Kind of a disappointing journal exploration, I thought. I found out that I was completely normal!! (And kind of ironic considering that adolescents are so certain that they are special and unique) My initial exploration did not reveal many intriguing individual differences in what the text said and in what I reported at various stages of development. THEN IT HAPPENED.
Not that it is really a huge life event, but in terms of finding a research topic that REALLY fuels my system this was big! I was hunting through the text book, though I don't remember exactly what I was looking for, and I stumbled on page 250 of chapter 7 - "CHARACTERISTICS OF GIFTED ADOLESCENTS!" I was like an 11-year-old in the library who, upon discovering a book with nude photos, is completely shocked and unable to absorb the information quickly enough! You see, in the time frame that I attended elementary school and highschool, the Catholic School System was in a transitory period as far as the way they 'deal with' gifted children. If you check them out now, they have special "enriched" programs in various subject areas that students can participate in depending on what they are good at. These programs continue all through elementary school and, to a lesser extent, throughout the highschool years. Unfortunately, I was living a few years too early. When I was attending these schools, they had the "Gifted Program". Third grade teachers recommended a handful of kids to be tested to enter this program. You had to have an IQ over 130 to get in. After the testing, a few students from each elementary school were selected (3 from mine), and they were taxied to St. Matthew Elementary School once a month to work with various teachers. This program went from grade four until grade eight. In highschool, you were on your own without any special enrichment.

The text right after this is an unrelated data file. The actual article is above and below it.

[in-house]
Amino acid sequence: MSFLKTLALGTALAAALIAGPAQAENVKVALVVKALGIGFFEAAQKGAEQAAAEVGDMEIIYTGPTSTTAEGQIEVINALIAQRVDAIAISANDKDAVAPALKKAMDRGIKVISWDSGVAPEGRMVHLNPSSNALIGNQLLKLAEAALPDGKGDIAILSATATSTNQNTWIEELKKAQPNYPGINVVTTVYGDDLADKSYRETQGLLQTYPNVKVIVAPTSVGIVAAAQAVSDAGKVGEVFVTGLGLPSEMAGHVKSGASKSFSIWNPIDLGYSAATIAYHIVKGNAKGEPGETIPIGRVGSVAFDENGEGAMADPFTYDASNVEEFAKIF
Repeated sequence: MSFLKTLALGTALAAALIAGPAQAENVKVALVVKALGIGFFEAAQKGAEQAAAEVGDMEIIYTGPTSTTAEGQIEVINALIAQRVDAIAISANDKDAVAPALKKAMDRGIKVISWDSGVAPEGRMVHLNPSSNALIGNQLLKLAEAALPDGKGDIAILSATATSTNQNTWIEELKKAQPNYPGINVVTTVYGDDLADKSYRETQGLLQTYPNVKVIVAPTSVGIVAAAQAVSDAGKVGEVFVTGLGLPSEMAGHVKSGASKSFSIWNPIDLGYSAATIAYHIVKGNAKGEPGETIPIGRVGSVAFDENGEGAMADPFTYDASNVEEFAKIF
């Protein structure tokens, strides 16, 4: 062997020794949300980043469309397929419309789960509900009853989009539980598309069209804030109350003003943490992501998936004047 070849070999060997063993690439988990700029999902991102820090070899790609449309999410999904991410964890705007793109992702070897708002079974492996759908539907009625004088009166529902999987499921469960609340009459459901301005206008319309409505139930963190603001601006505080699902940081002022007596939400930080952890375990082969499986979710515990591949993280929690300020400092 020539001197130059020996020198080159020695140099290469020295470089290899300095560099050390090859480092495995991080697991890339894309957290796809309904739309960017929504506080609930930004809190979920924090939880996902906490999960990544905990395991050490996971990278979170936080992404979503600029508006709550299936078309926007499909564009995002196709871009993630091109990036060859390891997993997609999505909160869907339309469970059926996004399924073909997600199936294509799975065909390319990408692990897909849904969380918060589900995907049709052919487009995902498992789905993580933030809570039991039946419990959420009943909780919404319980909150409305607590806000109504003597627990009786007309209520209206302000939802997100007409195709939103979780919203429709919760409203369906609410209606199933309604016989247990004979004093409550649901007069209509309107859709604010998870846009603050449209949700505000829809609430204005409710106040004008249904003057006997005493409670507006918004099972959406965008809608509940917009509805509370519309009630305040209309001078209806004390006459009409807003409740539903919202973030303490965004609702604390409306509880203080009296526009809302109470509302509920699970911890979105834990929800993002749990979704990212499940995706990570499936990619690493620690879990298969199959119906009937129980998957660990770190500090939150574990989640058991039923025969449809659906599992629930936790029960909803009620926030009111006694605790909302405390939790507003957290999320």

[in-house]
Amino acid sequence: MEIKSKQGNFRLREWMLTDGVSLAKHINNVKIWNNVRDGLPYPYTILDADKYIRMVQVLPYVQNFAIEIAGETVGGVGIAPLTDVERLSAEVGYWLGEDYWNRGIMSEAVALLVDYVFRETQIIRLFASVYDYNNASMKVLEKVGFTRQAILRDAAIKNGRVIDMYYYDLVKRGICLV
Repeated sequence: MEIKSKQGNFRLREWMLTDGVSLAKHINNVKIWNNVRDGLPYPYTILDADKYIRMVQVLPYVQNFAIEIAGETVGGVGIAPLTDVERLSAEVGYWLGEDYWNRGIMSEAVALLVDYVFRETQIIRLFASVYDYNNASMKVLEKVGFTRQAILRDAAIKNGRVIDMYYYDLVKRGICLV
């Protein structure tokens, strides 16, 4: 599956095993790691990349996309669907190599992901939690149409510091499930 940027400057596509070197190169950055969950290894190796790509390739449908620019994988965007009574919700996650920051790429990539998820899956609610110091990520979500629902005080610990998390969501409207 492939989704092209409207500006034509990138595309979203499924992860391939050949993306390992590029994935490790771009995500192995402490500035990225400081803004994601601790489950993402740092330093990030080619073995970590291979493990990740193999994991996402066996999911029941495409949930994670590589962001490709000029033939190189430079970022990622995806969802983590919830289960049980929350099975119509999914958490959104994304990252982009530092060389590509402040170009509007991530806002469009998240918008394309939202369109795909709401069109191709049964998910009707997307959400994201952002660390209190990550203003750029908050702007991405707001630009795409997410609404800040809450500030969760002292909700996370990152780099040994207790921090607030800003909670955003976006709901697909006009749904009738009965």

The point of all this is not to complain because I loved that program dearly and had so much more fun than I ever did in my regular classes. There are two implications in all of this.
First off, children don't realize that they are "different" from everyone else, or "gifted" in any way, until the adults identify them and let them know it (i.e. by testing them and sticking them in a special program). Up until that point, the child knows nothing else. Sure, school seems super easy and very boring. Sure, it doesn't make sense why everyone else isn't catching on. But a child doesn't question it. In fact, I don't think I ever did seriously question any of it until I began teaching piano lessons when I was 15. I couldn't understand why it was difficult, nor could I understand why my students were having so much trouble playing "simple" pieces. Even then, I didn't fully understand what was going on. The older I got, I realized that I indeed had a bit of an 'advantage', but I didn't attribute it to being "gifted". As I developed cognitively and was able to identify that I indeed was a bit different from my peers and could think about myself in these terms, I attributed any advantage I had to the fact that I am creative.
When I was 16, I read a book called Creativity by Mihaly Csikszentmihaly that gave me a cognitive framework for my personal identity. I used two quotes from his book to define myself in terms of being a creative person. Although they are a bit long, I include them because they beautifully illustrate the principles in his book! He completed an enormous research project that investigated creative adults in many fields and many subjects. When he was finished, he wrote his book Creativity. (Unfortunately, when I copied them back when I was 16, I had no concerns for referencing and had no idea I would ever be using this information in a psychology class. Thus, I have no page references, but I do declare that they are direct quotes).
"Are there then no traits that distinguish creative people? If I had to express in one word what makes their personalities different from others, it would be complexity. By this I mean that they show tendencies of thought and action that in most people are segregated. They contain contradictory extremes - instead of being an "individual" each of them is a "multitude".Ý Like the colour white that includes all the hues in the spectrum, they tend to bring together the entire range of human possibilities within themselves."~Csikszentmihaly